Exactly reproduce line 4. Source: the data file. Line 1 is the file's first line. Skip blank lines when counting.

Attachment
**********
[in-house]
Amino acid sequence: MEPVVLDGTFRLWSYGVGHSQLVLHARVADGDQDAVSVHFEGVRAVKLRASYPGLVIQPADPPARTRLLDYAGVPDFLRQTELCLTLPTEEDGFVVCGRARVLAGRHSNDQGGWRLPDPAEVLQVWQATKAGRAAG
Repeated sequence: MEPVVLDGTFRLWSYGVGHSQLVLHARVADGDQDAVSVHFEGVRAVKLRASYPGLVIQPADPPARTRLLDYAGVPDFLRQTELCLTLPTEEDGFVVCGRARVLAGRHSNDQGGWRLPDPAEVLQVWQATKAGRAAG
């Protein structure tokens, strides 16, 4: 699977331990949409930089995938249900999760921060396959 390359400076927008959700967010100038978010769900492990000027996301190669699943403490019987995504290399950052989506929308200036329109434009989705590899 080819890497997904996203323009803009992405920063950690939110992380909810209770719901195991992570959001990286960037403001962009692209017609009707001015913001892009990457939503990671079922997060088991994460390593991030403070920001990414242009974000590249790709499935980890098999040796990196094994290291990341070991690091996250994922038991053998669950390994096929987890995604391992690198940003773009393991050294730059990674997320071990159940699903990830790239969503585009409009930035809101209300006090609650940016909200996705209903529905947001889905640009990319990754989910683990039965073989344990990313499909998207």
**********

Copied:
């Protein structure tokens, strides 16, 4: 699977331990949409930089995938249900999760921060396959 390359400076927008959700967010100038978010769900492990000027996301190669699943403490019987995504290399950052989506929308200036329109434009989705590899 080819890497997904996203323009803009992405920063950690939110992380909810209770719901195991992570959001990286960037403001962009692209017609009707001015913001892009990457939503990671079922997060088991994460390593991030403070920001990414242009974000590249790709499935980890098999040796990196094994290291990341070991690091996250994922038991053998669950390994096929987890995604391992690198940003773009393991050294730059990674997320071990159940699903990830790239969503585009409009930035809101209300006090609650940016909200996705209903529905947001889905640009990319990754989910683990039965073989344990990313499909998207």